As the middle of May rolls around, there is a feeling of excitement in the air! As a student, you have that antsy feeling knowing summer is around the corner and there are only a few weeks until your freedom. As a teacher, you are tired and stressed, just counting down the days until the last finals are complete and grades are posted. But as a librarian, you are gearing up for the peak time of year—Summer Reading! Programs are being prepared, prizes are being ordered, and school visits are being scheduled.
School visits can get tricky, especially at the Middle School level. Visiting the school is the public librarian’s way to encourage and invite the students to participate in Summer Reading. With a grand spiel on the greatness of our programs and the wonderful prizes that may be won just by reading, our goal is to lure preteens and teens to the library during their summer away from school, books, and learning. Unfortunately, unlike Elementary School students who are excited for Summer Reading, Middle Schoolers are at an age where they are sometimes too cool to participate. Those who are regular readers don’t admit it and those who aren’t can be difficult to convince even with prizes.
So in order to make what can be an awkward situation into a best case scenario, here are some guidelines. First things first, work with the school media specialist or librarian and establish a good rapport. The time constraints of the school’s schedule must be observed which means working around lunches, special activities, early dismissals, and final exams. Flexibility is essential! By accommodating the school’s needs and schedule, the more willing they will be to meet your goals and agenda.
Be sure to visit the school early enough to provide summer reading information to the school and the students but not so early that they may forget about it. The best time for a visit is usually during the last two weeks of May. This is time enough to spark an interest and allow teachers to promote summer reading. By reminding teens that the required reading they will be doing over the summer counts towards their reading logs, they will be encouraged to participate.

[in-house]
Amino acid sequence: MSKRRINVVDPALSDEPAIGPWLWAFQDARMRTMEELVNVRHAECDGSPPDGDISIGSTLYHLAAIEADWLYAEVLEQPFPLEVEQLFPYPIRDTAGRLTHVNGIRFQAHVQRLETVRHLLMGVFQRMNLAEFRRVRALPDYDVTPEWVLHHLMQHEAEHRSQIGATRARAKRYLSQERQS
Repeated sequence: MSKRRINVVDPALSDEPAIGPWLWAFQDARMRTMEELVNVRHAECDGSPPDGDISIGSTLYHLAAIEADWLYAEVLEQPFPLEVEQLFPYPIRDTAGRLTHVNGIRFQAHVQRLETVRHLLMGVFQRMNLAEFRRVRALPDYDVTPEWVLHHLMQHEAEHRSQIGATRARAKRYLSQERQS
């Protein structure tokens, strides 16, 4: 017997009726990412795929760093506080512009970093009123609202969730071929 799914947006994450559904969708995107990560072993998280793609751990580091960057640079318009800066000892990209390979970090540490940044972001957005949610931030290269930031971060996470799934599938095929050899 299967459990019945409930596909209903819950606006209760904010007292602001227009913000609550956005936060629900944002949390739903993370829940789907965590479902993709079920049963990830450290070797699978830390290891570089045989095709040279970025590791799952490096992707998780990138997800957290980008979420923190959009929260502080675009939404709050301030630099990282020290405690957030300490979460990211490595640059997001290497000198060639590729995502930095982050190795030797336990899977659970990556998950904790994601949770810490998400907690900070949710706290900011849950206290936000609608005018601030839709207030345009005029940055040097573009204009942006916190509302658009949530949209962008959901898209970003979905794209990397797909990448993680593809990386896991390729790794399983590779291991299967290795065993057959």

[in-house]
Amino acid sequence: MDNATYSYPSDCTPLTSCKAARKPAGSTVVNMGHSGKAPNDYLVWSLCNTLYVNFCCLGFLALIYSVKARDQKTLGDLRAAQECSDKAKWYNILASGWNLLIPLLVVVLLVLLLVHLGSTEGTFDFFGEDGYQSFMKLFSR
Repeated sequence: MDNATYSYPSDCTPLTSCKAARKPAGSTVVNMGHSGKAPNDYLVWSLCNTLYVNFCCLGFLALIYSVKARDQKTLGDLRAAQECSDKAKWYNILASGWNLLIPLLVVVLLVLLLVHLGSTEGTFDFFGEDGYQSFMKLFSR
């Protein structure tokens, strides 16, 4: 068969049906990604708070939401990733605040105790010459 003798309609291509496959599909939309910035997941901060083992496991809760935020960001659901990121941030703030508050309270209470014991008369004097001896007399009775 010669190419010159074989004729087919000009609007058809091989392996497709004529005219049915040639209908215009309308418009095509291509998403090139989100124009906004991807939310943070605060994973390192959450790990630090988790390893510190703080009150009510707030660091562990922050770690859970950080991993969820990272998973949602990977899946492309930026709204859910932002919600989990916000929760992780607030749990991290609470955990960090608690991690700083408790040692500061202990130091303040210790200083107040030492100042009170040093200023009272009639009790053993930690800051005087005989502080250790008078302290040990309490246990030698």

At the school, there are a few tips to keep in mind for a successful Summer Reading Visit. First, attention spans are short so make your presentation to the point and concise. It will surprise you how much information can be fit into ten minutes. And frankly, after the first 10 minutes, it is quite possible that many of the teens are lost to you anyway.
Second, don’t just limit your presentation to talking about library programs, take an example! Students get lectured at all day in school. In order to gain their attention and tempt them to come to one of your well-planned programs, bring something cool and engaging to show them. Are you planning a Star Wars crafternoon? Bring a lightsaber craft example. Doing a cool STEM program on robotics? Take the robots along with you to pique interest. Any tangible item that may get them thinking is a great way to pull them in.
Third, don’t just mention your prizes…talk them up! If your teens are anything like the ones I work with, they want to know “What’s in it for me?” Their time is precious and if there isn’t something in it for them that they think is worthy, then forghedaboudit. So whatever you have as prizes, be it gift cards, movie passes, or specialized gift baskets make them sound so good, the teens are left salivating!
And last but not least, remind the teens that Summer Reading isn’t just about books. As soon as the students hear that you came to talk about Summer Reading, there may be a portion of them that tune out immediately. BUT….if you let them know that reading also includes graphic novels, comic books, newspapers, magazines, blogs, and fanfiction then… Hold up! You have just raised some attention.
“You mean, I can read my favorite gaming blog online and that counts towards my Summer Reading?”
“And I can possibly win a gift card if I sign up?”
“You sure can!”
“Well, sign me up!!”
That is all it takes! Keeping your presentation upbeat, engaging, and to the point, enables you to draw in students and encourage participation in your Summer Reading Program. What tips do you have for successful school visits to promote your Summer Reading program?